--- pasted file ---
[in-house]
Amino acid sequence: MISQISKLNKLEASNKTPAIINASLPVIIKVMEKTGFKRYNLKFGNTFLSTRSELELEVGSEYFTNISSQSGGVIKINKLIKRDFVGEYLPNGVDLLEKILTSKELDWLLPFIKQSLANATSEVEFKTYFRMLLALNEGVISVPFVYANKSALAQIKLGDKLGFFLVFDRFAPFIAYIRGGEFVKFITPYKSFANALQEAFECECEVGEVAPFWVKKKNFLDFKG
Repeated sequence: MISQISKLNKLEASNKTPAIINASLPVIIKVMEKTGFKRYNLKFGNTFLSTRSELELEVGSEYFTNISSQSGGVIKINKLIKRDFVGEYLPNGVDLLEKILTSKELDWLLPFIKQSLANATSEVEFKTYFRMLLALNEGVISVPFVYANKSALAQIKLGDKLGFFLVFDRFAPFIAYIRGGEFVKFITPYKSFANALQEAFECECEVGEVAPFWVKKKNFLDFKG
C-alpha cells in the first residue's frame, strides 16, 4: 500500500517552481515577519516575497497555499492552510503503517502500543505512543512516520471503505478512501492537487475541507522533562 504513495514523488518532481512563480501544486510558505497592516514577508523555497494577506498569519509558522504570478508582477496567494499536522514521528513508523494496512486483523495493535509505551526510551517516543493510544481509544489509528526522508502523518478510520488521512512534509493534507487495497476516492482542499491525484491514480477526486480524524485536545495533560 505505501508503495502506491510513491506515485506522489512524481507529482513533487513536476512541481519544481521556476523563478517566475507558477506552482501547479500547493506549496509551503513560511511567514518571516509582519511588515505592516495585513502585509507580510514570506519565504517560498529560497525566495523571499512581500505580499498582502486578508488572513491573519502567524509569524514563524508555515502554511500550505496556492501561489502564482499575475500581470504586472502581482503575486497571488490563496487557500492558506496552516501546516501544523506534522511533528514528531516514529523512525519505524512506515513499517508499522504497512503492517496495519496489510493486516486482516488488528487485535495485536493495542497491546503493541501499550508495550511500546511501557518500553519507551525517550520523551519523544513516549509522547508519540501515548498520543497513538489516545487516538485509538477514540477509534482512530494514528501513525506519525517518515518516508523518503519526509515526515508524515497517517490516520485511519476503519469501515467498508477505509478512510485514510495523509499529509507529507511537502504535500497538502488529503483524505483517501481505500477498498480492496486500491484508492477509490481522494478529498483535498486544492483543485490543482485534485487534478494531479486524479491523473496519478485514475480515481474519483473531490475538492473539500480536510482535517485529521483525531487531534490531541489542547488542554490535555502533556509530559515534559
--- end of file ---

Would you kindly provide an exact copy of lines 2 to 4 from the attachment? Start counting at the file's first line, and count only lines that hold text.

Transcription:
Amino acid sequence: MISQISKLNKLEASNKTPAIINASLPVIIKVMEKTGFKRYNLKFGNTFLSTRSELELEVGSEYFTNISSQSGGVIKINKLIKRDFVGEYLPNGVDLLEKILTSKELDWLLPFIKQSLANATSEVEFKTYFRMLLALNEGVISVPFVYANKSALAQIKLGDKLGFFLVFDRFAPFIAYIRGGEFVKFITPYKSFANALQEAFECECEVGEVAPFWVKKKNFLDFKG
Repeated sequence: MISQISKLNKLEASNKTPAIINASLPVIIKVMEKTGFKRYNLKFGNTFLSTRSELELEVGSEYFTNISSQSGGVIKINKLIKRDFVGEYLPNGVDLLEKILTSKELDWLLPFIKQSLANATSEVEFKTYFRMLLALNEGVISVPFVYANKSALAQIKLGDKLGFFLVFDRFAPFIAYIRGGEFVKFITPYKSFANALQEAFECECEVGEVAPFWVKKKNFLDFKG
C-alpha cells in the first residue's frame, strides 16, 4: 500500500517552481515577519516575497497555499492552510503503517502500543505512543512516520471503505478512501492537487475541507522533562 504513495514523488518532481512563480501544486510558505497592516514577508523555497494577506498569519509558522504570478508582477496567494499536522514521528513508523494496512486483523495493535509505551526510551517516543493510544481509544489509528526522508502523518478510520488521512512534509493534507487495497476516492482542499491525484491514480477526486480524524485536545495533560 505505501508503495502506491510513491506515485506522489512524481507529482513533487513536476512541481519544481521556476523563478517566475507558477506552482501547479500547493506549496509551503513560511511567514518571516509582519511588515505592516495585513502585509507580510514570506519565504517560498529560497525566495523571499512581500505580499498582502486578508488572513491573519502567524509569524514563524508555515502554511500550505496556492501561489502564482499575475500581470504586472502581482503575486497571488490563496487557500492558506496552516501546516501544523506534522511533528514528531516514529523512525519505524512506515513499517508499522504497512503492517496495519496489510493486516486482516488488528487485535495485536493495542497491546503493541501499550508495550511500546511501557518500553519507551525517550520523551519523544513516549509522547508519540501515548498520543497513538489516545487516538485509538477514540477509534482512530494514528501513525506519525517518515518516508523518503519526509515526515508524515497517517490516520485511519476503519469501515467498508477505509478512510485514510495523509499529509507529507511537502504535500497538502488529503483524505483517501481505500477498498480492496486500491484508492477509490481522494478529498483535498486544492483543485490543482485534485487534478494531479486524479491523473496519478485514475480515481474519483473531490475538492473539500480536510482535517485529521483525531487531534490531541489542547488542554490535555502533556509530559515534559